The Big Bad Bob gelding showed clear signs of inexperience when challenging under Colm O’Donoghue and, when in front, edged left and right before holding the renewed challenge of Future Proof by a neck with the rallying, 98-rated favourite Burgundy Boy only a nose away in third.
In the absence of the winning trainer, O’Donoghue said: “He’s a horse that has always shown a good level of ability. But he’s strong-minded and has been a bit tricky at home.
We had to pull him together a bit and he should improve a good bit from this. He was babyish, which he was entitled to be, and lugged in and out. But he did well to win, against a couple of decent horses with previous experience.
Chris Hayes has enjoyed a good start to the new season and was seen at his strongest when landing the Roscommon Handicap on Well Why Not, trained by Adrian McAllister, who got the better of front-running For Pleasure after a ding-dong battle up the straight.
The grey daughter of Frozen Power showed a good attitude, as she did last time in Navan, to score by a length, prompting McAllister to explain: “Chris feels that the key to her is the ground. If it stays soft, we’ll keep at it with her but, if it comes up good for the summer, we’ll put her away and bring her back for the back-end of the season.
She was put up 16lb for her last two runs and we must wait and see what she’ll get for this. But she’s improving with every run.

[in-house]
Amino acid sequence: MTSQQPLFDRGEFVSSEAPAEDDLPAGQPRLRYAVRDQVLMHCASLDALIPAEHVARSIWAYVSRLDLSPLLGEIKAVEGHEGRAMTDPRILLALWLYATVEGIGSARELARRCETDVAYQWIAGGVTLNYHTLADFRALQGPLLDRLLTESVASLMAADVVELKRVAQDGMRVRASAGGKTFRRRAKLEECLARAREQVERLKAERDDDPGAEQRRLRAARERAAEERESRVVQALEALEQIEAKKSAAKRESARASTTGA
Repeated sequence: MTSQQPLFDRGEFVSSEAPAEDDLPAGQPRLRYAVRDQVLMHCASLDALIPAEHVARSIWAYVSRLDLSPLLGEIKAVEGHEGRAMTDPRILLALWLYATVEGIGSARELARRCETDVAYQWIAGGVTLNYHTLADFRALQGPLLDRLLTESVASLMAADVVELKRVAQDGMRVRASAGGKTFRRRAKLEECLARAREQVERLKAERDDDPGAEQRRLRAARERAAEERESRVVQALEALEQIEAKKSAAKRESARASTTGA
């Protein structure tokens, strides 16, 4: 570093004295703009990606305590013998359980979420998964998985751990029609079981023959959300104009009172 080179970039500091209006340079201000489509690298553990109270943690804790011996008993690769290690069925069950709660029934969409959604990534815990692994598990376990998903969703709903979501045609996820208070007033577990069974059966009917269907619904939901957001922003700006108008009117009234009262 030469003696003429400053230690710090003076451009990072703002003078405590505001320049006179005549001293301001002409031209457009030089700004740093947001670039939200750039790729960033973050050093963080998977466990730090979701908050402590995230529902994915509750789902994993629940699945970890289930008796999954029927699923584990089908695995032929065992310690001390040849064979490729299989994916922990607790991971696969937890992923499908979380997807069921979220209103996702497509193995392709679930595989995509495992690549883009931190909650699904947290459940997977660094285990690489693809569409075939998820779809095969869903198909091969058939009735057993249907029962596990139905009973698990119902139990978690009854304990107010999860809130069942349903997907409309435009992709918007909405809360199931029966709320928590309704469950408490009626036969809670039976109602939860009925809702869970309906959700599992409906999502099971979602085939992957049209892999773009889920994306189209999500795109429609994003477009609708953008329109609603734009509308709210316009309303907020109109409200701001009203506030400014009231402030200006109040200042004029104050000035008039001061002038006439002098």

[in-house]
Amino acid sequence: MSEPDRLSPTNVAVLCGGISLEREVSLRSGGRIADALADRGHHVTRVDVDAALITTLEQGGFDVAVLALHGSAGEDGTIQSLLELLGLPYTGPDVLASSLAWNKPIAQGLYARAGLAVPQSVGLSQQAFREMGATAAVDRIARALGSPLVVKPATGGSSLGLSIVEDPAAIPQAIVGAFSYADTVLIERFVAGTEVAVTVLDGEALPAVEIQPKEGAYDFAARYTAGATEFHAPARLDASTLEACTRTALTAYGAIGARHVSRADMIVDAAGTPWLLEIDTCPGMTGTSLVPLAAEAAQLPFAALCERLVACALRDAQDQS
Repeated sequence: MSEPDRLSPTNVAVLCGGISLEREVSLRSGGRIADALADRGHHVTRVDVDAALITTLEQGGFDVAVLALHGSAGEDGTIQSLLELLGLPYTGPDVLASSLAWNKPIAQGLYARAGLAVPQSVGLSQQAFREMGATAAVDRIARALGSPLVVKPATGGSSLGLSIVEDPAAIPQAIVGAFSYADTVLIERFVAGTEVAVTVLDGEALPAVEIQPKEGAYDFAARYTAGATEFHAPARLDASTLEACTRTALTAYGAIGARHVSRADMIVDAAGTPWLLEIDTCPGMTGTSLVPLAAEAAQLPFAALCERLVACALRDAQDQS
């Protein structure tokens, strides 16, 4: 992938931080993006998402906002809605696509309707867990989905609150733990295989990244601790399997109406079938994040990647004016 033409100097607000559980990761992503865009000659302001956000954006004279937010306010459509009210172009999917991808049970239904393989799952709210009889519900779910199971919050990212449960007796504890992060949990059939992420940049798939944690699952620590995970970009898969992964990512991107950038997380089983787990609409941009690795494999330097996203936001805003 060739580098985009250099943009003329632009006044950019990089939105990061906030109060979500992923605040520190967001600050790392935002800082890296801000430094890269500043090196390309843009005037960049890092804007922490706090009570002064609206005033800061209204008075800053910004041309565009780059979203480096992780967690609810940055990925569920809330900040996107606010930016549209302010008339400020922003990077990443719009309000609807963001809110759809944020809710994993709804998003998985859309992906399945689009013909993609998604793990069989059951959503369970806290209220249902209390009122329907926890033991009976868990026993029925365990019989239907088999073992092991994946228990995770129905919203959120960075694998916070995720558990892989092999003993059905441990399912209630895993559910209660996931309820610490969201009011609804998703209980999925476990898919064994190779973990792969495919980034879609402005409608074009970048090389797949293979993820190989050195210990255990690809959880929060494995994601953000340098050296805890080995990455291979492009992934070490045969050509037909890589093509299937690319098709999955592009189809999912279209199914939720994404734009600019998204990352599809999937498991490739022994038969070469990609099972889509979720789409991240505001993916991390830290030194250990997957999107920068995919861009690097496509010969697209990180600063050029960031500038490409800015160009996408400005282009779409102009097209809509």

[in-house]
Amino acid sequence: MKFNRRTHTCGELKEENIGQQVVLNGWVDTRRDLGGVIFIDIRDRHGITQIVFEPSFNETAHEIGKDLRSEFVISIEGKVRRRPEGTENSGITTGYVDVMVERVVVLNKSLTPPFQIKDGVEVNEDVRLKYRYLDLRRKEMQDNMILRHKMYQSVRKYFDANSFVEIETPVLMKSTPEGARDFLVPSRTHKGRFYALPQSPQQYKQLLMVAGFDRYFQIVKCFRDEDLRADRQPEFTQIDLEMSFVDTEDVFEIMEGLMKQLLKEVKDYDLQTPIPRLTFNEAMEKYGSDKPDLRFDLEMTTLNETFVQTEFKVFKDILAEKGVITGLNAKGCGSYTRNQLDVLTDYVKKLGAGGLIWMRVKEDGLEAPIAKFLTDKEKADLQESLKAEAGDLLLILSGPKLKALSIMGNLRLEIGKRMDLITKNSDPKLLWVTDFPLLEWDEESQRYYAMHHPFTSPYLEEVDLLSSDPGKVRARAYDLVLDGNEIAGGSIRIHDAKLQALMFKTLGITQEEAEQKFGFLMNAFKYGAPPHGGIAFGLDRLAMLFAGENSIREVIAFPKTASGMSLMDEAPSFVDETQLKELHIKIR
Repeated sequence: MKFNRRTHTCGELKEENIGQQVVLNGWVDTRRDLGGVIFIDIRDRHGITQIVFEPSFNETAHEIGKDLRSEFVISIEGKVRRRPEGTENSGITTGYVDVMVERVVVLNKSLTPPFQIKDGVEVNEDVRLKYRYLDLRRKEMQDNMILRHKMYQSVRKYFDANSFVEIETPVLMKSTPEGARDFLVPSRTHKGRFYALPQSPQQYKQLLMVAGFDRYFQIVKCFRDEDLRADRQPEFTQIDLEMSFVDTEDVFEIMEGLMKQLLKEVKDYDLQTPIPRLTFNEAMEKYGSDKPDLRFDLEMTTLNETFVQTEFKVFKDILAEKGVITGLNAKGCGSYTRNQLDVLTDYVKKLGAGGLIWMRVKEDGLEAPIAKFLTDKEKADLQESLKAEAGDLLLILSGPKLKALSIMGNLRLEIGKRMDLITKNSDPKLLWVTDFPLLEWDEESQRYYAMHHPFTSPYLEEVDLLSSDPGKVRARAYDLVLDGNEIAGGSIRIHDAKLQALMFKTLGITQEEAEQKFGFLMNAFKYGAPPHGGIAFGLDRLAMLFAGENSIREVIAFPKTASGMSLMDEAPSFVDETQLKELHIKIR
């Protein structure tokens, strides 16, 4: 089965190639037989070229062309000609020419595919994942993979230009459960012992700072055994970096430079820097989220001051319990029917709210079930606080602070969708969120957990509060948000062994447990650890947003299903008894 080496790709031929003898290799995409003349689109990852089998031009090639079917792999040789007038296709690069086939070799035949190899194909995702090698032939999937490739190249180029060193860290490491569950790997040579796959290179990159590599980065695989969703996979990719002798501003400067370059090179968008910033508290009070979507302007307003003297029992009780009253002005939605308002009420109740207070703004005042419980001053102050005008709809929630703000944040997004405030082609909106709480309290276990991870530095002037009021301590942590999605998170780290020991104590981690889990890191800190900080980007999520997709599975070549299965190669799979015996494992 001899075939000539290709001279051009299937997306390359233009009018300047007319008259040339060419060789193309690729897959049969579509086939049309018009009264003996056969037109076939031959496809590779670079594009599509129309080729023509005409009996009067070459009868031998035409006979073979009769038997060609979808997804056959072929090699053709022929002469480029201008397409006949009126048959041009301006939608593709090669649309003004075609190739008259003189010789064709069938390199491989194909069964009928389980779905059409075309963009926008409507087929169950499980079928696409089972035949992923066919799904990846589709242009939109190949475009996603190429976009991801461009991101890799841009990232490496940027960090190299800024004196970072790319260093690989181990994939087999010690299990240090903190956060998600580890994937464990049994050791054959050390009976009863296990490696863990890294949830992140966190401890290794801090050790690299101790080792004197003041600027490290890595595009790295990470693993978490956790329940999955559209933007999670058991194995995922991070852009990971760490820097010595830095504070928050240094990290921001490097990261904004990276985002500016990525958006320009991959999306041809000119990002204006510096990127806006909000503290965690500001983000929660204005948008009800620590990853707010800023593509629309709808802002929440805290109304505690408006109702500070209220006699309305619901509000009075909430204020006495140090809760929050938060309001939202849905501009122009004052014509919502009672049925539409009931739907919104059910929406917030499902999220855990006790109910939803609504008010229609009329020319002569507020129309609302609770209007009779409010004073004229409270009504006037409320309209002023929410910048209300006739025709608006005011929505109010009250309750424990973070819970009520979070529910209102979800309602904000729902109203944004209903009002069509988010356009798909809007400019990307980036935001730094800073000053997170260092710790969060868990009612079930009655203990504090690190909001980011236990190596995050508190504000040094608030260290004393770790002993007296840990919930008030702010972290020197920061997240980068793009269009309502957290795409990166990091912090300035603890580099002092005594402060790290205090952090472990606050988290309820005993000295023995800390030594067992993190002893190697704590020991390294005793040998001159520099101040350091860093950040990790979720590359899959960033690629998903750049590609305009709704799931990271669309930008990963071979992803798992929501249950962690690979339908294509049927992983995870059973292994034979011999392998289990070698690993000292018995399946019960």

Eight-year-old mare Like An Open Book pounced late under Wayne Lordan to foil Minnie Dahill in the Irish Stallion Farms Fillies Maiden, getting up to score by a neck for trainer John Burke.
Billy Lee, denied on Minnie Dahill, enjoyed better luck when Bianca Minola, under a mandatory penalty for a win in Cork on Saturday, followed-up for trainer-in-form Richard O’Brien.
The 11-4 shot, in the colours of Clive Washbourn, held the late effort of favourite Curley Bill by a length, prompting her trainer to explain: “Billy felt she travelled better in that ground — it was quite gluey in Cork.
She seemed terrible well at home, so I couldn’t see why we shouldn’t run her again. I haven’t her entered in anything else but, she’s in such good form I won’t delay with her.
In the National Hunt action, the new alliance of Noel Meade and Mark O’Hare struck again when Momus led home a one-two for Gigginstown House Stud in the bumper, beating Desir Du Large convincingly by 13 lengths. “He’s big and tall and will turn into a nice horse with a summer’s grass,” said Meade.
“This horse has turned inside out in the last six weeks. He’s a grand big horse and will be a chaser in time.”
And he quipped “Nina (Carberry) went too soon, because we’re having a great run. Mark came in to ride out and one thing has led to another – I can’t take him off them now anyway.”
The Willie Mullins-trained favourite Screaming Rose, ridden by David Mullins, made virtually all to land the concluding mares beginners chase, holding off the persistent challenge of The Kings Baby by a head before surviving a stewards’ enquiry.
The seven-year-old, pulled up in a valuable handicap hurdle at Punchestown last time, produced her best display of jumping yet and, although leaning on the runner-up from the last, was always holding her rival.
She’ll now be campaigned through the summer.
David Mullins said: “There was a bit of a side sun and she was a bit lairy. She was pricking her ears, but had more in the tank.”
Dinnie Vinnie, representing the father and son combination of Philip and Luke Dempsey, proved best in the myITdepartment.ie Handicap Chase, holding off favourite and top-weight Concordin, who made a costly mistake at the final fence.